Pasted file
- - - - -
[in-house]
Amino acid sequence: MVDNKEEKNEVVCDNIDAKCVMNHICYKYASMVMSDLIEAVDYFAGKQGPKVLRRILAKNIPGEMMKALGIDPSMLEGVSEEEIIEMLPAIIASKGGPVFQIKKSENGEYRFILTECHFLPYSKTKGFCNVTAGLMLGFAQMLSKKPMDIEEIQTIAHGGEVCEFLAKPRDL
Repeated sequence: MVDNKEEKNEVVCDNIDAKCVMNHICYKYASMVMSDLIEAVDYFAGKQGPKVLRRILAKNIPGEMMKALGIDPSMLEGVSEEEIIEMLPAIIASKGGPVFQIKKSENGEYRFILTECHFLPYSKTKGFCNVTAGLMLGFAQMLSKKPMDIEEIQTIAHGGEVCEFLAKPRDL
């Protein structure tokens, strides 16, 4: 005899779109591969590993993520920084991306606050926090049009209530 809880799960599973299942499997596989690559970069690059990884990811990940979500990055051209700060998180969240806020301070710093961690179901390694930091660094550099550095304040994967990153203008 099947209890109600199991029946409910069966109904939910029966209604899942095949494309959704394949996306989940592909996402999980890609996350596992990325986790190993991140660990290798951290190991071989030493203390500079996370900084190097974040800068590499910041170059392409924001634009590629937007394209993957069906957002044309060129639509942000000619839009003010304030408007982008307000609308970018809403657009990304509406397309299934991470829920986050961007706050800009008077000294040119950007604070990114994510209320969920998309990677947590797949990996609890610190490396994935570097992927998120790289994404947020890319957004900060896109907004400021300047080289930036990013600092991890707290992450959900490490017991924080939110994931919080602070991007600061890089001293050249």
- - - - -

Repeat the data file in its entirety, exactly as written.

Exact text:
[in-house]
Amino acid sequence: MVDNKEEKNEVVCDNIDAKCVMNHICYKYASMVMSDLIEAVDYFAGKQGPKVLRRILAKNIPGEMMKALGIDPSMLEGVSEEEIIEMLPAIIASKGGPVFQIKKSENGEYRFILTECHFLPYSKTKGFCNVTAGLMLGFAQMLSKKPMDIEEIQTIAHGGEVCEFLAKPRDL
Repeated sequence: MVDNKEEKNEVVCDNIDAKCVMNHICYKYASMVMSDLIEAVDYFAGKQGPKVLRRILAKNIPGEMMKALGIDPSMLEGVSEEEIIEMLPAIIASKGGPVFQIKKSENGEYRFILTECHFLPYSKTKGFCNVTAGLMLGFAQMLSKKPMDIEEIQTIAHGGEVCEFLAKPRDL
């Protein structure tokens, strides 16, 4: 005899779109591969590993993520920084991306606050926090049009209530 809880799960599973299942499997596989690559970069690059990884990811990940979500990055051209700060998180969240806020301070710093961690179901390694930091660094550099550095304040994967990153203008 099947209890109600199991029946409910069966109904939910029966209604899942095949494309959704394949996306989940592909996402999980890609996350596992990325986790190993991140660990290798951290190991071989030493203390500079996370900084190097974040800068590499910041170059392409924001634009590629937007394209993957069906957002044309060129639509942000000619839009003010304030408007982008307000609308970018809403657009990304509406397309299934991470829920986050961007706050800009008077000294040119950007604070990114994510209320969920998309990677947590797949990996609890610190490396994935570097992927998120790289994404947020890319957004900060896109907004400021300047080289930036990013600092991890707290992450959900490490017991924080939110994931919080602070991007600061890089001293050249």